I keep digging deeper, and this time period just keeps delivering (as I write, I'm listening to Spirit's Family That Plays Together, a prime example.)

You just can't go that deep in any other era, certainly not in today's world. There are great artists and tremendous musicians, but it's thanks to helpful technology, the Internet, and bad TV shows, the talent pool is flooded with mediocrity, and the quality-to-shitty ratio is nowhere near as high as it was during the sixties and seventies.

The Era Is Out There To Discover So there you have it. My case for the greatest ten years in rock history.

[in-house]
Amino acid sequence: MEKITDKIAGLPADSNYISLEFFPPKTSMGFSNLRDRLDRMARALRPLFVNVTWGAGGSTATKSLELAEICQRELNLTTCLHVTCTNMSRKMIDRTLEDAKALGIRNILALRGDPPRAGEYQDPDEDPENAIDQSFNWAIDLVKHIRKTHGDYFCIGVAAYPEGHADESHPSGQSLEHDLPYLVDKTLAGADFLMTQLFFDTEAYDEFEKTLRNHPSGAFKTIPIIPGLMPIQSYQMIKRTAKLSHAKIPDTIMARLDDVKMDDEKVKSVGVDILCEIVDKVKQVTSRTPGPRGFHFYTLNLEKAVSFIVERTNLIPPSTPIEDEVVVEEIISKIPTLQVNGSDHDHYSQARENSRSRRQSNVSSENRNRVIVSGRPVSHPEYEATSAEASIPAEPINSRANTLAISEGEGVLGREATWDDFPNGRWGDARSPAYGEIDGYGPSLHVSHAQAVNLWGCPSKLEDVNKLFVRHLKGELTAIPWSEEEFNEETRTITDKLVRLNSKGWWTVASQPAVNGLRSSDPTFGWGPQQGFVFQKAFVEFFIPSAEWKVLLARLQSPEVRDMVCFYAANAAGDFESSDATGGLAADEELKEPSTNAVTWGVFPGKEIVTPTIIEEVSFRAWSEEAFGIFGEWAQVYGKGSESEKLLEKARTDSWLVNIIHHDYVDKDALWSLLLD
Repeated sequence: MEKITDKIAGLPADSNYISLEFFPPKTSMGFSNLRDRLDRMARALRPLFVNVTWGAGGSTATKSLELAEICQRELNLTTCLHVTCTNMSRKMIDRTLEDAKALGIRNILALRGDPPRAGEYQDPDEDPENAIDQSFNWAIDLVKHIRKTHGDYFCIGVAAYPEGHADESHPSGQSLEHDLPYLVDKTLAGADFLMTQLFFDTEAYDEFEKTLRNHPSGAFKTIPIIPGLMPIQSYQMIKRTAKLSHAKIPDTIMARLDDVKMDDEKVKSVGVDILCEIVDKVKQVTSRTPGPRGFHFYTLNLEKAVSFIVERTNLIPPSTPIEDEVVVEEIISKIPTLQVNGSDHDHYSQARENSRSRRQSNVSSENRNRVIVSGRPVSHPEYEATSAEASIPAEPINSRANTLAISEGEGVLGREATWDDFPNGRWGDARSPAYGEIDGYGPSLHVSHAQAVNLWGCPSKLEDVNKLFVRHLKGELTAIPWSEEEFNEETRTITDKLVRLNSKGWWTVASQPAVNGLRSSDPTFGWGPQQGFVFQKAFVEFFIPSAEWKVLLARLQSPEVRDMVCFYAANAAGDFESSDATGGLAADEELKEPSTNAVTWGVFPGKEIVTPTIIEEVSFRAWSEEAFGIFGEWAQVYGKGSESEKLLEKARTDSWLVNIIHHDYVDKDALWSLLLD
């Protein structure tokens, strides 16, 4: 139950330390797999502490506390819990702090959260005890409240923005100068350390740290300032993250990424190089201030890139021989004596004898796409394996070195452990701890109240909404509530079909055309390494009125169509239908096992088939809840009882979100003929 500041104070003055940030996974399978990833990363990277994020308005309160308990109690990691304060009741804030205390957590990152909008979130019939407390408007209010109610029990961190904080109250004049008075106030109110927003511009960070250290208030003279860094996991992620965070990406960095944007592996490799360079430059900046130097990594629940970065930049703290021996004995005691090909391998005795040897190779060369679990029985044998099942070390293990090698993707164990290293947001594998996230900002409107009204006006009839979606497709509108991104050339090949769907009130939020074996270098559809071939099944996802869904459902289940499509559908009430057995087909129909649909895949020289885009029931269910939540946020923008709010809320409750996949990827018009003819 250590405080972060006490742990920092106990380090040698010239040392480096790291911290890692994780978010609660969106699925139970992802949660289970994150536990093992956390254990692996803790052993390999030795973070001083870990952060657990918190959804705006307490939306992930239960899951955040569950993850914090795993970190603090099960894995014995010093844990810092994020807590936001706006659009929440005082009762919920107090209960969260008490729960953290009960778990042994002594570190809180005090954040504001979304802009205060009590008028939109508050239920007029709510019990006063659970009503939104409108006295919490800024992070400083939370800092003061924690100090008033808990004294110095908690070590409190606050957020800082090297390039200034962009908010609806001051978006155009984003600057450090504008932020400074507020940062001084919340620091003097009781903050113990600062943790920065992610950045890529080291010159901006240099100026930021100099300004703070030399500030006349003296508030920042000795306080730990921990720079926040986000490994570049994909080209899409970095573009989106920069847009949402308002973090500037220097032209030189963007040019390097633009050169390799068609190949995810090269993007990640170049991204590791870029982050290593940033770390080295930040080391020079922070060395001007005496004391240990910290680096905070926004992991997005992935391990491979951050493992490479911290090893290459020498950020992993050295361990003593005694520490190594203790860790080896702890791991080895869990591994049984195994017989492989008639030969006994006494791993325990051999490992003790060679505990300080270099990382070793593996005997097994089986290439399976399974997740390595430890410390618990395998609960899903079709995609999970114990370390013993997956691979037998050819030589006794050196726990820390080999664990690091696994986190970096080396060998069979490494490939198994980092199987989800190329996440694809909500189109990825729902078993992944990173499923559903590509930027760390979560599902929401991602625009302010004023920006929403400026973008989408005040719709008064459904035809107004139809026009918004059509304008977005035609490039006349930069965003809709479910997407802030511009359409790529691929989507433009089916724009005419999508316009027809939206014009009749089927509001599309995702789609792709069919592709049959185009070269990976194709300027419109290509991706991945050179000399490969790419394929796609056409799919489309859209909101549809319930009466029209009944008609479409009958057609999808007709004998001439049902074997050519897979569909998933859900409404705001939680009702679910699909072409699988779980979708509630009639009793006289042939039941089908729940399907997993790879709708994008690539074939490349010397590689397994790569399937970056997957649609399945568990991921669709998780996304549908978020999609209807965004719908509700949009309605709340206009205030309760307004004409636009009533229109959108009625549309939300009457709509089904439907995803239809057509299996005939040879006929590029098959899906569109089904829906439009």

You may or may not agree. You may think I should shift the "decade" slightly, or you may not even like anything from the past century. Either way, there's fantastic music out there for the taking.

As a music junkie, I'll take it wherever and whenever I can get it.

But I'll never stop exploring my favorite era. The best era of rock and roll. 1967-1977.

Record Store Geek Note: Wanna know which albums I'm considering "classic"? Wanna present your ten best years? I'd love to hear your thoughts on the matter. Feel free to join me on Facebook (so everyone can "stand behind" their posts). I'll post this article, and you can comment there.

Steve Wiley is Up on the Sun's resident Record Store Geek and Jackalope Ranch's Parent Hood.